For certain compositions Ni-Mn-Sn and related magnetic shape-memory alloys undergo a martensitic transition at temperatures in the range 300-400 K, with the emergence of novel magnetic properties below the transition. While Ni50Mn50 is an antiferromagnet, substitution of Sn on some fraction of the Mn sites in Ni50Mn50-xSnx leads to competing ferromagnetic (F) and antiferromagnetic (AF) phases at low temperatures. Details of this magnetic phase coexistence are, however, significantly lacking, particularly with respect to the AF phase. The present investigations use zero applied magnetic field Mn55 NMR as a local probe of the magnetic properties of the alloy Ni50Mn50-xSnx with x=10. Rich multipeak spectra are observed, and the various components are definitively assigned to nanoscale F or AF regions. Measurements of the static nuclear hyperfine field distributions as a function of temperature, and in small applied fields, together with nuclear relaxation rates provide detailed information on the size distributions, relative concentrations, and physical natures of these F and AF regions. The results show that the nanoscale magnetic features of the x=10 system are substantially more complex than previous studies have suggested. We argue that the general approach used in these experiments is applicable to other such complex metal alloys, and could yield many additional insights.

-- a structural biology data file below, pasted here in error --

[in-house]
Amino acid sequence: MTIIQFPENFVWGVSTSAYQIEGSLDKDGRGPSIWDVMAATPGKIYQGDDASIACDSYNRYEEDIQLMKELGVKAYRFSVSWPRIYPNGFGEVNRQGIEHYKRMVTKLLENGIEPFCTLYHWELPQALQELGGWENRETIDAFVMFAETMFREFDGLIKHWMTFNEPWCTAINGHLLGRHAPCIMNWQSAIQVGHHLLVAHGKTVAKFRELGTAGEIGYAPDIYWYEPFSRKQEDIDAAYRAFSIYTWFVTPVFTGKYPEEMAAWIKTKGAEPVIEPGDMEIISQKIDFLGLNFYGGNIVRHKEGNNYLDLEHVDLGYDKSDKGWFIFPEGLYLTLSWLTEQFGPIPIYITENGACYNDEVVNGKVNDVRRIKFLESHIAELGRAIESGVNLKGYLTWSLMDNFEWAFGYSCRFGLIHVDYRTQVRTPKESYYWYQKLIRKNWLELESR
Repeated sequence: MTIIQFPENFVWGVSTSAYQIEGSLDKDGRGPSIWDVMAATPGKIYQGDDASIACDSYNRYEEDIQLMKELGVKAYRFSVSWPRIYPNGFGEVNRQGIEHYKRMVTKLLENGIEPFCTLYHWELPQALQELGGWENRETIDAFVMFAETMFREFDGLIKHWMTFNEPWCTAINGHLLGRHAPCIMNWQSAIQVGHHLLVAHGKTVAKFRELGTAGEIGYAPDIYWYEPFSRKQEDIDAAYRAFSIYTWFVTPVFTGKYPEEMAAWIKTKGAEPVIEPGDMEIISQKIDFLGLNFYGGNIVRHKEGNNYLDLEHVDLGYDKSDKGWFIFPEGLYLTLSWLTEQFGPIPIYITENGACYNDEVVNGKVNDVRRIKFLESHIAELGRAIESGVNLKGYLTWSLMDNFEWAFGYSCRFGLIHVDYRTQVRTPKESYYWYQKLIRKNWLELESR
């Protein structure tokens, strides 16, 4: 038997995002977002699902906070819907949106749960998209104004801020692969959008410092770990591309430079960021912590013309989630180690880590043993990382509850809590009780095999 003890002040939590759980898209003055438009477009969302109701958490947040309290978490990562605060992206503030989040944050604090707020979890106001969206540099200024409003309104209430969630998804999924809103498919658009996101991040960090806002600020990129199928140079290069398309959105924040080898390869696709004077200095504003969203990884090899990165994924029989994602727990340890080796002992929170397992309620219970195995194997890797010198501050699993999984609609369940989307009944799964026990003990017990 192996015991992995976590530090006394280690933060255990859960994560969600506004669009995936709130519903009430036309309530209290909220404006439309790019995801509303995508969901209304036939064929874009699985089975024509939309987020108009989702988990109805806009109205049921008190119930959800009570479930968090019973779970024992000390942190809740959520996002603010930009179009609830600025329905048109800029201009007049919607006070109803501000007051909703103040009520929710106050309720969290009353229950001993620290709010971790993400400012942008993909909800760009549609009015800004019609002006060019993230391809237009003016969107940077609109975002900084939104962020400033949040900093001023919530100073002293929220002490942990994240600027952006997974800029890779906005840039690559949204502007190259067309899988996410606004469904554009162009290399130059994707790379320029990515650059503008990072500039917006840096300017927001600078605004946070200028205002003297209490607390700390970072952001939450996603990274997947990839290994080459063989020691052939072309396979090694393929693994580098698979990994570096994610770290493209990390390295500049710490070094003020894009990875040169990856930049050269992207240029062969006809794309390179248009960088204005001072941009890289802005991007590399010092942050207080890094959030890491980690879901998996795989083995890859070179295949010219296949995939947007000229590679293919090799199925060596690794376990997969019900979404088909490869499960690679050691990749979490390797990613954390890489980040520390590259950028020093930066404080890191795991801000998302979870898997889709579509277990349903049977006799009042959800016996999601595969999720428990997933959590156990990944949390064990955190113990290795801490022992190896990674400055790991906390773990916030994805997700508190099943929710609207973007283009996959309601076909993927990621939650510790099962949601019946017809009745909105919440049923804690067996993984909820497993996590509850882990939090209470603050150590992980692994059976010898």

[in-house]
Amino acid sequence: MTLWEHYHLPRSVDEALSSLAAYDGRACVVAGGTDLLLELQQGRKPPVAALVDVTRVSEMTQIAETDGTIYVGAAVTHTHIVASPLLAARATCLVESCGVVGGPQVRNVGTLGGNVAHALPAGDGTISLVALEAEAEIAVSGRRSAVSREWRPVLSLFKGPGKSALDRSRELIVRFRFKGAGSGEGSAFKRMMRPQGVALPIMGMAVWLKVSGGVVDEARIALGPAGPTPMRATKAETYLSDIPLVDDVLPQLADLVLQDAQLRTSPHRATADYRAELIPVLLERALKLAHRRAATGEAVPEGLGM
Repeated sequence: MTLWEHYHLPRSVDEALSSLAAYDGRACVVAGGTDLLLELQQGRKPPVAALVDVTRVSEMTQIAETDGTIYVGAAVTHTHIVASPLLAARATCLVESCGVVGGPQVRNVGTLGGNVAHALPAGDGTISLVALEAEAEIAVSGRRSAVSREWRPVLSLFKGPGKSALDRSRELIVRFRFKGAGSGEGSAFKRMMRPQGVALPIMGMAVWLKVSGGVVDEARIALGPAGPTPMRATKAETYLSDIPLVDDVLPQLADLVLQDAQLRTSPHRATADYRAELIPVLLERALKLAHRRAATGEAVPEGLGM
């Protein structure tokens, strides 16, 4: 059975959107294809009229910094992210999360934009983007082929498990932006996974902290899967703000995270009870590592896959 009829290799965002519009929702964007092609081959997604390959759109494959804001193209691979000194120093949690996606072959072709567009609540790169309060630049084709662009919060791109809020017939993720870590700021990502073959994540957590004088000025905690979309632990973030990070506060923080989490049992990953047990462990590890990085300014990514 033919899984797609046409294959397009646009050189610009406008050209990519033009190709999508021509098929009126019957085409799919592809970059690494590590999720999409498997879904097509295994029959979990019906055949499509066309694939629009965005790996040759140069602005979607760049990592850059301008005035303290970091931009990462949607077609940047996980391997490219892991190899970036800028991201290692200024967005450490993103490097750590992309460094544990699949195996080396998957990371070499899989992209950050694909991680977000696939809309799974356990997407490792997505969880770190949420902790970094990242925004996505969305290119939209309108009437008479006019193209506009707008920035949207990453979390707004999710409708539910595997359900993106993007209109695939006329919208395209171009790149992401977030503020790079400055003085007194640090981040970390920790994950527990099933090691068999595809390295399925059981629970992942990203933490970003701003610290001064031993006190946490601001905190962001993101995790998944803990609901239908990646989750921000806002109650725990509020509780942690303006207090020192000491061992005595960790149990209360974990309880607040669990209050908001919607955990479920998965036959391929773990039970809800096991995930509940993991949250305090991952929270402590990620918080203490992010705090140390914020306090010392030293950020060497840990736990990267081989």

|Original language||English (US)|
|Journal||Physical Review B - Condensed Matter and Materials Physics|
|State||Published - Jun 16 2015|
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© 2015 American Physical Society.